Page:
Monday, February 27, 2017

Black Mirror and Sedaris' Mother

David Sedaris’ Dress Your Family in Corduroy and Denim is a collection of essays about David’s family and personal life. The essays all include funny situations varying in types of humor, but there is a common theme of pity in each of Sedaris’ chapters. I found myself laughing at several of his jokes even if they were dark or aimed towards those I pitied in the story. We have learned from Kierkegaard that pain and irony, or conflict can be one of the major sources of humor. I believe that Sedaris uses this pitiful theme to relate to his audience and create a funny twist in several of his chapters.
The first few essays are focused on his early life. These chapters focused on his dysfunctional family and awkward social life, which I’m sure everyone can relate to. One of the essays I thought was funny was the first one of the book, “Us and Them.” I found this funny, because Sedaris is perplexed that the Tomkey family did not own, or believe in television. Young David spends his days studying them, watching over the kids in school, and peering into their window. He does not understand what one could do without a TV, and is concerned that they will miss popular references and not fit in. I found this funny, because I also found TV to be an essential part of life in my adolescence. On the other hand, I am currently watching “Black Mirror” on Netflix. This show is a drama with individual episodes that demonstrate how technology is destroying man. I just thought it was funny how David’s viewpoint as a child is that one cannot fit in society without a television, and pities the Tomkeys. (Possibly a little incongruity).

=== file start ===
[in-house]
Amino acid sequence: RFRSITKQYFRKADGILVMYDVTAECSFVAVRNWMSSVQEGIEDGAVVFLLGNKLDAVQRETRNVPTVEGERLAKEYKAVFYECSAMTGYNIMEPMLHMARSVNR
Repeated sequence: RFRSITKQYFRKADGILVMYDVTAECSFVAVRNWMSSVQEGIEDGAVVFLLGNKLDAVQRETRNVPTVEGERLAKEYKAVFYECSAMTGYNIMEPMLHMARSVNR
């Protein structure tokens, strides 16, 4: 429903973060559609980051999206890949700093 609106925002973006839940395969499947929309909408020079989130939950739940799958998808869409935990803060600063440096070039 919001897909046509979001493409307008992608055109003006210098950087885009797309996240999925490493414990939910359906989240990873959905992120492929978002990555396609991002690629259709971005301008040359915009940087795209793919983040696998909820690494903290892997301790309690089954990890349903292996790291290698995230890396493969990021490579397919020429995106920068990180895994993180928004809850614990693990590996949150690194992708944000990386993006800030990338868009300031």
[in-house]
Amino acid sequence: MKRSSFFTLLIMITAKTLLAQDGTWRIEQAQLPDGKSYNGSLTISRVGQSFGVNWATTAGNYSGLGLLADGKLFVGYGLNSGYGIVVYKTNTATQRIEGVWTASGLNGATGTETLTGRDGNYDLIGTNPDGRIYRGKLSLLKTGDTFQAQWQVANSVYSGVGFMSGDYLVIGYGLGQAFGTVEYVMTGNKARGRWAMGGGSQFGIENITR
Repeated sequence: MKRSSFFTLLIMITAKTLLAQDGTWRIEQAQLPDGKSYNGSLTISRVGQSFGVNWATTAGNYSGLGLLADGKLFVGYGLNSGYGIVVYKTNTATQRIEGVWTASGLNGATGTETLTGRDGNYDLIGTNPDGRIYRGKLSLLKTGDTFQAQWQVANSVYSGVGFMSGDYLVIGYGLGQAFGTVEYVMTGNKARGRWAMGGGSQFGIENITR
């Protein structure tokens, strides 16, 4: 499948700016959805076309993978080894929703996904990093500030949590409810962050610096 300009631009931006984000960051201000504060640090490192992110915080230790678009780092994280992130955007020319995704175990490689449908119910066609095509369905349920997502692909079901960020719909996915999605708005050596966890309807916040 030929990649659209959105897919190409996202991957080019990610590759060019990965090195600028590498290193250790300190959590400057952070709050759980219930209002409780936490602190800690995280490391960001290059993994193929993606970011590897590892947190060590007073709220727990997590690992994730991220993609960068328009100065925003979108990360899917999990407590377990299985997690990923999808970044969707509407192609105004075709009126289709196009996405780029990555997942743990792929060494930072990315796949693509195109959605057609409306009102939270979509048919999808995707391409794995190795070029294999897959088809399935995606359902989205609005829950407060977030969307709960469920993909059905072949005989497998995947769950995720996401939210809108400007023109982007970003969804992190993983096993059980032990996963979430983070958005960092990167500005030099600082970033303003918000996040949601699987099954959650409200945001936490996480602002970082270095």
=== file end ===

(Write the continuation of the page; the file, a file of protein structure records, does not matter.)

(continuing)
This pity is also present in “full house” the fourth Chapter. Sedaris is invited to a sleepover and is forced to go. He is attacked and gets his nipples twisted, as anyone would at an adolescent sleepover. Sedaris then makes a joke, “I understood little Lauren was smart to have cut out early” (Sedaris 36). This is Sedaris’ dark sense of humor, but it does demonstrate pain+distance or tragedy+time.

Most of Sedaris’ jokes branch from how life is suffering. He does have some uplifting parts of the story however. I found It extremely interesting how my attitude toward the mother changed after the chapter “The girl next door,” where David’s mother comes to help him pack in his apartment, after he finds out the girl next door he tried to befriend had been stealing from him. The girl, Brandi, calls her a bitch and she replies, “sister, you don’t know the half of it” (Sedaris 122). My opinion of David’s mother changed drastically after she helps him out of his situation, especially since his father will not help him because of his sexuality. Until this point I did think the mother was a little bratty; she locked her kids out in the snow and drank wine all day, and seems like a Debby downer. For some reason after this somewhat “affectionate” moment, I found her old antics to be pretty funny.

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